|BUSINESSWEEK ONLINE : NOVEMBER 15, 1999 ISSUE|
Who the Corporate Bosses Are Backing
With the first primaries and caucuses of the 2000 Presidential campaign less than three months away, candidate fund-raising is getting frenzied. Already, GOP front-runner George W. Bush has pulled in a record $60 million, while Vice-President Al Gore has raised $27 million. BUSINESS WEEK set out to analyze where the smart corporate money is going and why. To do so, we compiled a list of the top 1,000 companies by market cap. Correspondent Richard S. Dunham then worked with Campaign for America, a nonpartisan watchdog group, to match the contributions of company CEOs (limited to $1,000) with the Federal Election Commission's donor lists for the first nine months of 1999. The results are sometimes surprising.
Big Business has a resounding first choice for President in 2000: Texas Governor George W. Bush. Of the 389 top chief executives who have donated money to a Presidential candidate, 292--or 75%--sent a check to Bush. That's more than 3 times the tally of the runner-up, Democrat Bill Bradley; nearly 7 times the support for Vice-President Al Gore; and more than 10 times the roster of second-place Republican, Senator John McCain of Arizona. Bush backers are also more dedicated: 77% of his CEO supporters gave exclusively to him, while nearly half of those donating to Bradley or Gore shared their wealth with another hopeful.
What attracts CEOs to Bush? Some business leaders say they relate to his private-sector past as an oil-field entrepreneur and Major League Baseball owner. Some have longtime loyalties to his family. Others see ''W'' and see a winner who has the best chance of returning the GOP to the White House after eight years in the wilderness. ''I've admired how he's handled the governorship, I respect his judgment, and I know he comes from a very fine family,'' says Thomas F. Frist Jr., CEO of Columbia/HCA Healthcare. Bush's emphasis on education and inclusion play well in the boardroom. ''He is seen as a leader of tremendous vision as well as compassion,'' says Staples CEO Thomas G. Stemberg, who has volunteered to raise $100,000 for Bush.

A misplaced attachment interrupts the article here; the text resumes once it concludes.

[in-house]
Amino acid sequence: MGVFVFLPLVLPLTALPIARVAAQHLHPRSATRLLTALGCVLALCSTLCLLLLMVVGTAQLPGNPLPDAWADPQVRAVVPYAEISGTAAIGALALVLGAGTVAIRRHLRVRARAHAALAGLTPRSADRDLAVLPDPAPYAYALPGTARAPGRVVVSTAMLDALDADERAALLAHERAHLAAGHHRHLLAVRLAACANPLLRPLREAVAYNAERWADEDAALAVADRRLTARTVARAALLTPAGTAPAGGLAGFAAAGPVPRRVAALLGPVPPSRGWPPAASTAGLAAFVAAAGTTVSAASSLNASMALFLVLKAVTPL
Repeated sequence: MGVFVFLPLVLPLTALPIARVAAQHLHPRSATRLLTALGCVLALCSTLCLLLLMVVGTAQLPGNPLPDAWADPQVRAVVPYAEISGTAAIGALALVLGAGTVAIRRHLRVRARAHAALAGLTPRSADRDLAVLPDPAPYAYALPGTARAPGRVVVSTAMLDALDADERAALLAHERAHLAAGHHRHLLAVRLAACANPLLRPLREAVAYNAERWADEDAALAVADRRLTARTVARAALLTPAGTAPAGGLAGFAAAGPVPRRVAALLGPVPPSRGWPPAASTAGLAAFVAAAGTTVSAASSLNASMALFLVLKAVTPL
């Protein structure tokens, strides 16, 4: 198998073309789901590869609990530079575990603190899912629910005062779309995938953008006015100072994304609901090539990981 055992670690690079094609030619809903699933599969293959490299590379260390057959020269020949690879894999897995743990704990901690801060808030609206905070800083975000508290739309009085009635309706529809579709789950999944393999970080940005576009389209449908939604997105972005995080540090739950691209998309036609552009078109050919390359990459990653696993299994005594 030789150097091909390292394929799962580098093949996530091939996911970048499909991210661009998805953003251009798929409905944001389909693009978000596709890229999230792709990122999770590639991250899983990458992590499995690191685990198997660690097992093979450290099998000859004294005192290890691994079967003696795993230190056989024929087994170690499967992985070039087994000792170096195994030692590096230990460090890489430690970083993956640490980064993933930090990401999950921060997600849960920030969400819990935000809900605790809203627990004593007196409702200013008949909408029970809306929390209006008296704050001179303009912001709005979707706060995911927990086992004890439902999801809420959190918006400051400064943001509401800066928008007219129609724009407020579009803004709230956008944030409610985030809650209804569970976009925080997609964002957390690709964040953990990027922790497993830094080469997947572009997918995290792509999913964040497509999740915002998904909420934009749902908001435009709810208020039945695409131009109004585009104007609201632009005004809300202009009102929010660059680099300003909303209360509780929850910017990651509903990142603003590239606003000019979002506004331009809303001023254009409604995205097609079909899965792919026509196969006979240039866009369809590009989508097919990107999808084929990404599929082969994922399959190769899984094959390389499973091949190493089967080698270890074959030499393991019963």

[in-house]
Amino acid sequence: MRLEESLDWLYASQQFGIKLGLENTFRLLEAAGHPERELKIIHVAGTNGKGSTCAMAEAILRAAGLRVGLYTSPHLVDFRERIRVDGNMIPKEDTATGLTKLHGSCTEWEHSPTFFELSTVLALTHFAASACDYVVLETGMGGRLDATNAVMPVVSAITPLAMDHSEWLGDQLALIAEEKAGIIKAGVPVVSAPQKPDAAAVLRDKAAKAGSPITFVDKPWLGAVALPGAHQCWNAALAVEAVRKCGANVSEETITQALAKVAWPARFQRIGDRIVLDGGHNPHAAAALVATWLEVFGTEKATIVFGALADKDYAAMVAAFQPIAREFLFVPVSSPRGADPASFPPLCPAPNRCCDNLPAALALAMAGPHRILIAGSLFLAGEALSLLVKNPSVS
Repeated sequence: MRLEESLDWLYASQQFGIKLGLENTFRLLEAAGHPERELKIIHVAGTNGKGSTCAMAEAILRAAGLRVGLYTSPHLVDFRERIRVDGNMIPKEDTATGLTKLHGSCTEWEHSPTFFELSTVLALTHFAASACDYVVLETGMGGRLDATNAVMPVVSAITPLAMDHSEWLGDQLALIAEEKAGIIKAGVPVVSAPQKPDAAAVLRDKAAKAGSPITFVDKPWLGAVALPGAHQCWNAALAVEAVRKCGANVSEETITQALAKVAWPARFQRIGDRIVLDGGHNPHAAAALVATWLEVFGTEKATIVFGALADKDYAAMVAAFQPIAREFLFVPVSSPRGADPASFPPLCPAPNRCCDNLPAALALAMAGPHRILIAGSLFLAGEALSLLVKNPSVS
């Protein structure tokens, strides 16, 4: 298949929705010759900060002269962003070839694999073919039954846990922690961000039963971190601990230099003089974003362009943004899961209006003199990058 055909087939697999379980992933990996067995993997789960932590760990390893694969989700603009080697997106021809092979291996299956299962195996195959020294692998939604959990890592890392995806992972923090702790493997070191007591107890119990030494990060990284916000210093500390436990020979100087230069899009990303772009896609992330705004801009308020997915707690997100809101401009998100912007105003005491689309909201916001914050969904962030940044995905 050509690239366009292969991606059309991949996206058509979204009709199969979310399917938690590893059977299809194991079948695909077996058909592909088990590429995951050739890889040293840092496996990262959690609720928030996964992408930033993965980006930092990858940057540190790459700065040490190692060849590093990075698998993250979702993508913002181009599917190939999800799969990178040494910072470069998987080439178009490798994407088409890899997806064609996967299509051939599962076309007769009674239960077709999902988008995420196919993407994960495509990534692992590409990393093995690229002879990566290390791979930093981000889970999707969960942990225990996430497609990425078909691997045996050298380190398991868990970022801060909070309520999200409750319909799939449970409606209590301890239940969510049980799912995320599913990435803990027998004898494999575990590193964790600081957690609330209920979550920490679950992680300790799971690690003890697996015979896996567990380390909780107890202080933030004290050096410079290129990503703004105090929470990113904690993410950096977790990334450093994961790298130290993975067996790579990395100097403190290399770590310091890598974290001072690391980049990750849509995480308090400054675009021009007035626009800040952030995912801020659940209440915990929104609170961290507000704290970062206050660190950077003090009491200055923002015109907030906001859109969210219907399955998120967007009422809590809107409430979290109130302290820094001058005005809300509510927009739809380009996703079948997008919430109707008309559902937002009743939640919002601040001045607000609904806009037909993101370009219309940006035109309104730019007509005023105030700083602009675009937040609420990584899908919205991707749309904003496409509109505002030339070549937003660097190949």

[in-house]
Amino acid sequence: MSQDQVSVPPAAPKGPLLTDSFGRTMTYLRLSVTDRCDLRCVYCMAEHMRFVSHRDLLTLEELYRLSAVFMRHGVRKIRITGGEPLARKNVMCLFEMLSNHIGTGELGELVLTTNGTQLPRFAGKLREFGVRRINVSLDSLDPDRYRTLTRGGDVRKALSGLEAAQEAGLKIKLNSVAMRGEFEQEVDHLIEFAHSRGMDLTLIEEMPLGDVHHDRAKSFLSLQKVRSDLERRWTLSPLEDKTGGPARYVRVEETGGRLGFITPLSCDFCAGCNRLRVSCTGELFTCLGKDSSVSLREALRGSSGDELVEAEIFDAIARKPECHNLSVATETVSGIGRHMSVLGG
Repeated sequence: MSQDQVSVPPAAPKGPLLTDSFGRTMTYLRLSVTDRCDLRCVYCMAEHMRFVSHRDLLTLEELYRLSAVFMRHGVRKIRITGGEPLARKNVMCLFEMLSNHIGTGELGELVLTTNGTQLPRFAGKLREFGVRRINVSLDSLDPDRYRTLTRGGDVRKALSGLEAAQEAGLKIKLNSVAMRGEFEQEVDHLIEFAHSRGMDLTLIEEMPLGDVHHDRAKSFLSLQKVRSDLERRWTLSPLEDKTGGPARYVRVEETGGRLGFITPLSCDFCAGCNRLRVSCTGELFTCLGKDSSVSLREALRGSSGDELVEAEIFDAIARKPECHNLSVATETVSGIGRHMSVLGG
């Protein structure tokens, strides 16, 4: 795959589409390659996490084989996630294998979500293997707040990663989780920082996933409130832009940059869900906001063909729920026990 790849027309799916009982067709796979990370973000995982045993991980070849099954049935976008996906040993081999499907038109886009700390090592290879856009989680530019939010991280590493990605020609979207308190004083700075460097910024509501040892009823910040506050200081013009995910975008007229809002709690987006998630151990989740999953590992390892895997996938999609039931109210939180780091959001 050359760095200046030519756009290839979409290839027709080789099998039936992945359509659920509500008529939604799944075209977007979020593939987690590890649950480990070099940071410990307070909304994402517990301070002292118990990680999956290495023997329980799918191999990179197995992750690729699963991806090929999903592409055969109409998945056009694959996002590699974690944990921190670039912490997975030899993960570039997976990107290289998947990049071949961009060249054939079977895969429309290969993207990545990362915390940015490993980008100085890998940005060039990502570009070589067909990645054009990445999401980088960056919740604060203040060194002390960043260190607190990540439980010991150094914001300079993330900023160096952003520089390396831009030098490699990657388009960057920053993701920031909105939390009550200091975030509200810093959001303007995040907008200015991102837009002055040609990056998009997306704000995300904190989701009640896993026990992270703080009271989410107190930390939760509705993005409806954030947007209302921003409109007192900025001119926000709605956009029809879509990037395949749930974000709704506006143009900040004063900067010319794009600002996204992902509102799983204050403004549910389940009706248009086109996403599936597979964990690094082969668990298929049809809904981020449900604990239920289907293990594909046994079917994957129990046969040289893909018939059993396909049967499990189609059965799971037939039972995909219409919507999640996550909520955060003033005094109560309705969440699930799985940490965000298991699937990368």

Bush has a breadth of support that is breathtaking, with strong backing in economic sectors more readily identified with his rivals. Among the largest high-tech company CEOs, he trounces Gore, 41 to 7, and he leads McCain, chairman of the Senate Commerce Committee, among top telecom chief executives, 10 to 6.
While Bradley is trying to appeal to the liberal Democratic base by tacking left, he's also making surprising inroads among historically Republican and conservative CEOs. Bradley received contributions from 94 CEOs--trouncing Democratic foe Gore, who notched just 44.
Bradley's appeal transcends ideology and partisanship. Says Bradley finance director Rick Wright, a former Princeton basketball teammate: CEOs ''may disagree with him on one or two things, but they like the way he makes decisions.'' Bradley's business backers say he's thoughtful, deliberative, and open-minded, much like an effective corporate executive. ''He's a very serious man with a very serious purpose,'' says Johnson & Johnson CEO Ralph S. Larsen, who has donated to Bradley and Bush.
In working the business community, Bradley has capitalized on his championship days with the New York Knicks. And Princeton folk hero Bradley has astutely tapped alumni networks far more effectively than Yalie Bush or Harvard man Gore. The former New Jersey senator's backing is clustered in finance, real estate, entertainment, and his home-state pharmaceutical industry. He even tops Gore in techland.
What's more, Bradley's support for overhauling the campaign-finance system wins plaudits from CEOs such as Warren E. Buffett of Berkshire Hathaway Inc. and John H. Bryan of Sara Lee Corp. Indeed, a group of CEOs, including Howard Schultz of Starbucks, crossed party lines to provide financial backing for the two mavericks, Democrat Bradley and Republican McCain.
GORE'S IMAGE WOES